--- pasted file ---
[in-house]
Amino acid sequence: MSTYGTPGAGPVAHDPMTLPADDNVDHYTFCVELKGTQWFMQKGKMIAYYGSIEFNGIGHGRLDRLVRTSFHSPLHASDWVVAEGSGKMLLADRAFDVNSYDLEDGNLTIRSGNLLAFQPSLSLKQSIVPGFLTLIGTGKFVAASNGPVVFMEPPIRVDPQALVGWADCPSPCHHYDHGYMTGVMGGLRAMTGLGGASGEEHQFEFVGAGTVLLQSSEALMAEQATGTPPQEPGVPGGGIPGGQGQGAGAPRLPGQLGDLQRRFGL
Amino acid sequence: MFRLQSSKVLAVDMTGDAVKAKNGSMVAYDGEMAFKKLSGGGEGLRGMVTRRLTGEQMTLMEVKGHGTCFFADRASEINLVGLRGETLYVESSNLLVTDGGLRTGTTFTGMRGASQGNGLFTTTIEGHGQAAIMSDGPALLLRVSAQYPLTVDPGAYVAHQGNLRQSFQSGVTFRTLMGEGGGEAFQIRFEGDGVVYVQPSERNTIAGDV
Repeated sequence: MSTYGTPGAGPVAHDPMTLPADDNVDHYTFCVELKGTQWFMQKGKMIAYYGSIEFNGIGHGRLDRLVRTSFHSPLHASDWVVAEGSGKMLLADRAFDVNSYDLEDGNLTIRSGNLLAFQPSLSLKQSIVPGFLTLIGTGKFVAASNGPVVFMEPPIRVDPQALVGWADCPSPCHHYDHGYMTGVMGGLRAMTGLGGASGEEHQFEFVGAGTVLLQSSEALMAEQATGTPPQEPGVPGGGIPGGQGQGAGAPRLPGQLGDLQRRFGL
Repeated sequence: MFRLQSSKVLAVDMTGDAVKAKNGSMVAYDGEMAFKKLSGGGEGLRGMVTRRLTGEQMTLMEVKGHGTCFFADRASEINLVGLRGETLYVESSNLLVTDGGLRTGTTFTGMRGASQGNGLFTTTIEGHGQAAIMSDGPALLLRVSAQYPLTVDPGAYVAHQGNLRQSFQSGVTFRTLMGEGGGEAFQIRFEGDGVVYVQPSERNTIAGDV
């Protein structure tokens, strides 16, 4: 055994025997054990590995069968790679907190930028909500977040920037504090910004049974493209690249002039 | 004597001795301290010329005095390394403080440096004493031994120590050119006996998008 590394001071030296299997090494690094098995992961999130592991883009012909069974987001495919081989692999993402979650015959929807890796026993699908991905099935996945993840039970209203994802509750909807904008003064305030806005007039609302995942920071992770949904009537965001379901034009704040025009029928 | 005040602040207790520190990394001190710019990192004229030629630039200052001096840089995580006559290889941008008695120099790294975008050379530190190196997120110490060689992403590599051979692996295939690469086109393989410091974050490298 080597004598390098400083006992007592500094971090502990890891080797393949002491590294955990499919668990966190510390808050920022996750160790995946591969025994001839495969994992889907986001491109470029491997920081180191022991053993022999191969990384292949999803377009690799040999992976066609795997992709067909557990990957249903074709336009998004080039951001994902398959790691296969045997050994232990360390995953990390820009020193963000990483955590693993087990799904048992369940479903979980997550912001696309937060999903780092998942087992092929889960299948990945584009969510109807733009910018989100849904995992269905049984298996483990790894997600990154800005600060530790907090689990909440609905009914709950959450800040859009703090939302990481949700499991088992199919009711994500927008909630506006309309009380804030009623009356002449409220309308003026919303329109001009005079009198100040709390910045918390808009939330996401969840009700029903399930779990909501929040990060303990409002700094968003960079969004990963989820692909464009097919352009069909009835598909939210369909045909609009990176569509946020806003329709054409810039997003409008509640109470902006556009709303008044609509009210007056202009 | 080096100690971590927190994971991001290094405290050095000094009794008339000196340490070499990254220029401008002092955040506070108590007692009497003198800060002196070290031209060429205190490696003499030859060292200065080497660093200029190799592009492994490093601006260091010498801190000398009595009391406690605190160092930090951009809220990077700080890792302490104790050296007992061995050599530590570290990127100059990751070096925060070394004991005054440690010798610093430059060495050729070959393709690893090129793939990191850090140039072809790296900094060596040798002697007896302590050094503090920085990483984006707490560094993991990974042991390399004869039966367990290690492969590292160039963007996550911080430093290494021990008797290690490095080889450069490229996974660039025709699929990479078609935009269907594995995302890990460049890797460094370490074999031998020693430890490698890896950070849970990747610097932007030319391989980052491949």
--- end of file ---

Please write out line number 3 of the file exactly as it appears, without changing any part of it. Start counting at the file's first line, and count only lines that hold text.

Amino acid sequence: MFRLQSSKVLAVDMTGDAVKAKNGSMVAYDGEMAFKKLSGGGEGLRGMVTRRLTGEQMTLMEVKGHGTCFFADRASEINLVGLRGETLYVESSNLLVTDGGLRTGTTFTGMRGASQGNGLFTTTIEGHGQAAIMSDGPALLLRVSAQYPLTVDPGAYVAHQGNLRQSFQSGVTFRTLMGEGGGEAFQIRFEGDGVVYVQPSERNTIAGDV